Discussion

Main findings

5.7 % of the adolescents in our sample met the criteria of a depressive episode according to ICD-10. One in two adolescents with depression reported at least one comorbid anxiety disorder. Frequent doctor consultations due to psychological reasons were positively associated with depression. Less than one in five depressed adolescents had visited a doctor during the previous 12 months due to a mental health reason. A number of sociodemographic and socioeconomic factors were associated with adolescents’ depression. Among them, the presence of financial difficulties in the family, as perceived by the adolescent, was significantly associated with both depressive outcomes investigated in the present paper.

Comparison with other studies

The prevalence rate of depression found in our study is similar to ones reported by other studies conducted in Europe and the Unites States. Costello et al. performed a large meta-analysis of approximately 60,000 children born over the past 30 years, from studies that had used a structured psychiatric interview to assess depression. For the subgroup of adolescents aged 13–18 years old they reported an overall prevalence estimate of 5.6 % [10]. Past studies in adolescent populations in Greece have not used structured psychiatric interviews and have mainly assessed depressive symptoms. Previous studies have chosen measures, such as the CES-D scale (center for epidemiological studies of depression scale) [15, 16] or the Delusions Symptoms States Inventory/states of Anxiety and Depression [34]. The most recent among the studies in Greek adolescents showed a prevalence rate of depressive symptomatology equal to 26.2 % [15], a figure which is somewhat higher than our estimate of 17.4 %. Studies conducted during the ‘90s on similar samples, found rates of depressive symptoms of as high as 33.4 % for males and 60.6 % for females [34] or even higher [16]. The observed differences could be explained through the different sampling frame and instruments used. Structured interviews, such as the CIS-R, may be more conservative in their estimate of symptoms compared to simpler scales [35].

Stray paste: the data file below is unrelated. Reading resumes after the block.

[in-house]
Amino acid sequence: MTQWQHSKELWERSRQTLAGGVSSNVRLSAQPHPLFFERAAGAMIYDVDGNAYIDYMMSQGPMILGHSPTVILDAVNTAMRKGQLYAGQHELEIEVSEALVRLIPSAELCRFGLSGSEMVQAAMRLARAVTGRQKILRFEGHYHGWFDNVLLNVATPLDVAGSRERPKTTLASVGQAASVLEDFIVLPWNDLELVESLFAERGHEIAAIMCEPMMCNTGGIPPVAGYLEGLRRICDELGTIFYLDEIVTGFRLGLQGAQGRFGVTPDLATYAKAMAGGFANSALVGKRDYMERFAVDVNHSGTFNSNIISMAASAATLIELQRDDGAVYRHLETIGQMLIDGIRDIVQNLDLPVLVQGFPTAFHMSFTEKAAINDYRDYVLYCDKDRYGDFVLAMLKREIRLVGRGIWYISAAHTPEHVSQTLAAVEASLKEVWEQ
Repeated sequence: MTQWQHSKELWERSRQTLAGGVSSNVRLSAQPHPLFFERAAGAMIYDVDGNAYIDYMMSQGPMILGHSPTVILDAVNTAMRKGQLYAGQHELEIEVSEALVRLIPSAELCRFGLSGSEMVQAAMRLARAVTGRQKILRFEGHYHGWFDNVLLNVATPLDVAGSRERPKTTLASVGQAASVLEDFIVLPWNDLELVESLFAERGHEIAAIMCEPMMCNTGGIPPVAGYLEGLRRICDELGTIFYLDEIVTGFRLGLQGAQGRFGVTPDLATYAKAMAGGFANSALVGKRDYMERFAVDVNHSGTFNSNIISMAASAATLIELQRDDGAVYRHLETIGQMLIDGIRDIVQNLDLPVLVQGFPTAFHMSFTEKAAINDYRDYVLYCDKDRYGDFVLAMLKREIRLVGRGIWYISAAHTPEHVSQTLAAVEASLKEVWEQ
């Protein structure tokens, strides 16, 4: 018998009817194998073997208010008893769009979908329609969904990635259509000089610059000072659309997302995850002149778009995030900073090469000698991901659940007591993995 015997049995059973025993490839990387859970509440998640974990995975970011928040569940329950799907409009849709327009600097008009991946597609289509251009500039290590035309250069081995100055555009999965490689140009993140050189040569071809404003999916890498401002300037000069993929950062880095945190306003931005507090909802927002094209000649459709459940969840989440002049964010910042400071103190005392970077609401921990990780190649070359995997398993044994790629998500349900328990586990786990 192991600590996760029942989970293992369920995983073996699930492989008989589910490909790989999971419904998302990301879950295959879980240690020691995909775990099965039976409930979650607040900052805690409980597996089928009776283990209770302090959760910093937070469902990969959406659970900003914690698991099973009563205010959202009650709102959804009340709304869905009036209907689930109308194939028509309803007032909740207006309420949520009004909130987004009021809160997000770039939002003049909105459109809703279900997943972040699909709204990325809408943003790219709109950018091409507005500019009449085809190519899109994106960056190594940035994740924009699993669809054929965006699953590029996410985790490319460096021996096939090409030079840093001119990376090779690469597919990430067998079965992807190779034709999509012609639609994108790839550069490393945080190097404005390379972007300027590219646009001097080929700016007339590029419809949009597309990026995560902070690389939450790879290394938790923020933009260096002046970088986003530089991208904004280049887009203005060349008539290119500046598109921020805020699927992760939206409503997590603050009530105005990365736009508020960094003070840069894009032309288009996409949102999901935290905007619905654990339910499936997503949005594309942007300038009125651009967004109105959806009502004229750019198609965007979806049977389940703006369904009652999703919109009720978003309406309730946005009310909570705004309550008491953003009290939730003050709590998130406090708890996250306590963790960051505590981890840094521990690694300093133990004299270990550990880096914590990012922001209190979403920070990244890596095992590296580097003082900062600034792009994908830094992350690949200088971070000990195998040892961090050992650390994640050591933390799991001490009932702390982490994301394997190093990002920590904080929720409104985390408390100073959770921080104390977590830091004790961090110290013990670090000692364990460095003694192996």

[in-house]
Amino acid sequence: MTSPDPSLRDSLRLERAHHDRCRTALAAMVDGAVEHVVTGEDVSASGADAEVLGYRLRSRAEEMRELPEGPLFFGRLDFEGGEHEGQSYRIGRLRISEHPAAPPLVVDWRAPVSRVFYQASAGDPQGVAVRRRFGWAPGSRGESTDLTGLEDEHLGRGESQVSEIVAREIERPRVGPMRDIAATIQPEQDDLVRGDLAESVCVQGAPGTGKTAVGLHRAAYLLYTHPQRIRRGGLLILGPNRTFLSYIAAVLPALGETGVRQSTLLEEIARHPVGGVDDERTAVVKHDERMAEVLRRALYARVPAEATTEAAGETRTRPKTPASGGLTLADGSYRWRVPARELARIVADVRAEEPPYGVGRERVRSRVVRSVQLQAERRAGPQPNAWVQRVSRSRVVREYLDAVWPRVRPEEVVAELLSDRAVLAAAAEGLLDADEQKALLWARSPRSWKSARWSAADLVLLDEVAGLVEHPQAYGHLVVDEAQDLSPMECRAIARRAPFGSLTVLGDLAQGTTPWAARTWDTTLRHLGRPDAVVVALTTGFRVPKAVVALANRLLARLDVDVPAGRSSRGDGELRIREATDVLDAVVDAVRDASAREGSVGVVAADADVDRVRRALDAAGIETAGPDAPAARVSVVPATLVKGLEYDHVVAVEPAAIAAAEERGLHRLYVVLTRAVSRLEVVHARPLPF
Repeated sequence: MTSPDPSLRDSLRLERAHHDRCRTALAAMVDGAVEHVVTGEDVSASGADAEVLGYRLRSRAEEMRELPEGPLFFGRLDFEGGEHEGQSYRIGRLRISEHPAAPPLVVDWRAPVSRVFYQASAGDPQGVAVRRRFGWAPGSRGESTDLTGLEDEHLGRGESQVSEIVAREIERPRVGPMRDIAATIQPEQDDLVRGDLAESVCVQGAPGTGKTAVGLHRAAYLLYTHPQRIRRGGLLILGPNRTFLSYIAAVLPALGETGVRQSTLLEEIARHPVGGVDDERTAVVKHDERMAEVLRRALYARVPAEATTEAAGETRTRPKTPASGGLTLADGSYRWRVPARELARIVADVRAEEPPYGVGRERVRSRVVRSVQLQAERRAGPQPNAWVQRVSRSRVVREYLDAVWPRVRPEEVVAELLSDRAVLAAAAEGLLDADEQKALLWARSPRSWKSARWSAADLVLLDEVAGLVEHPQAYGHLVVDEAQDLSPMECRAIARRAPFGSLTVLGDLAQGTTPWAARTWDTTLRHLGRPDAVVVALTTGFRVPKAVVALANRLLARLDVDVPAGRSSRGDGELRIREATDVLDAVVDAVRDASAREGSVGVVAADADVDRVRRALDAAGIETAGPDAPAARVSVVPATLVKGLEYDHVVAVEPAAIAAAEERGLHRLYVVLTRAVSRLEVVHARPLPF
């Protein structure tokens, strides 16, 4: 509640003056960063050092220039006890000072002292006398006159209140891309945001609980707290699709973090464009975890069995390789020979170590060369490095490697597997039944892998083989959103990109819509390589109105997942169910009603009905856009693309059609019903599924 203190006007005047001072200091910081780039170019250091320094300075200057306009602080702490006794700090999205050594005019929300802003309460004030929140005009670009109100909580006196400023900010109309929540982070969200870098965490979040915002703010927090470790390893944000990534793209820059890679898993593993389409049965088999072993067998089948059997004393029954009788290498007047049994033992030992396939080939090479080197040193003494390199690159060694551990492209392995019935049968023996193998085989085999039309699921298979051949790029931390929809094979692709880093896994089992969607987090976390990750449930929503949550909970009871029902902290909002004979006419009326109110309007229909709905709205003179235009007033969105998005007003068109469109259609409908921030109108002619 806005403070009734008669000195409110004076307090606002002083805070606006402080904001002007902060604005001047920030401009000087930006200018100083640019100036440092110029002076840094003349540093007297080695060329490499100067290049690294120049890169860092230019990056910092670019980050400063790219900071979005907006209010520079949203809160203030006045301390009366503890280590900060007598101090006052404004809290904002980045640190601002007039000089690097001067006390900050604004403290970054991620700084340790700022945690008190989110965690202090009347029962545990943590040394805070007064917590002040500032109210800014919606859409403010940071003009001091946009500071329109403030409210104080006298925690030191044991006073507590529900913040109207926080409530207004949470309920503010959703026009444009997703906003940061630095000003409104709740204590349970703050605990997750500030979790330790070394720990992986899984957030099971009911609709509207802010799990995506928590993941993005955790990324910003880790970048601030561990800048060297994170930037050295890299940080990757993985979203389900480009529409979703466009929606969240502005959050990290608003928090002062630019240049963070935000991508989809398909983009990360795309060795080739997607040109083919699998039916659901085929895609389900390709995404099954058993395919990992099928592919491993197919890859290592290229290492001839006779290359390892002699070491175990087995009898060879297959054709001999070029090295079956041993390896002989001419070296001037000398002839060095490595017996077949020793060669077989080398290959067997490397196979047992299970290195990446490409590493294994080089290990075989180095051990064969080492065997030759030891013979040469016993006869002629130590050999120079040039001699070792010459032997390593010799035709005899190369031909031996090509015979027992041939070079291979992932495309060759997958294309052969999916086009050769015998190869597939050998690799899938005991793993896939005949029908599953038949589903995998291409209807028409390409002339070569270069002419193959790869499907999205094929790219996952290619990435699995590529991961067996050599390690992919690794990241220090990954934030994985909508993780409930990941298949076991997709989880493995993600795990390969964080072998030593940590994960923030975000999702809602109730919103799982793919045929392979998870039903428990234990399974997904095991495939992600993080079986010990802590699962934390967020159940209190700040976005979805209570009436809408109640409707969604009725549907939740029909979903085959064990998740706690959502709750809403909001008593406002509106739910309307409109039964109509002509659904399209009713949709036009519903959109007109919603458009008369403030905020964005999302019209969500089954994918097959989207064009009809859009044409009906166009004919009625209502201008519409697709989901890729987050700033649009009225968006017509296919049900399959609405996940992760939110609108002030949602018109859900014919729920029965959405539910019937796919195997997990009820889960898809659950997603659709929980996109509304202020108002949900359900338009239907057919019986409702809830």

Depression was significantly more common among the girls in our sample (p < 0.001).

Gender differences in the prevalence of depression among adolescents have been well established with approximately twice as many females than males reporting depressive disorders in mid-adolescence [7]. It is not yet clear whether the observed differences are real or emerge due to methodological issues [36]. Misclassification of questionnaires has been reported and it has been discussed that some items (like crying and lost interest in sex) are related in certain ways to female gender and, therefore, give gender-biased results in measuring depressiveness [37]. In the present study the assessment of depressiveness is based on a fully structured psychiatric interview and not only on a questionnaire. As a result, it is expected that the variation found may be less attributable to methodological artefacts.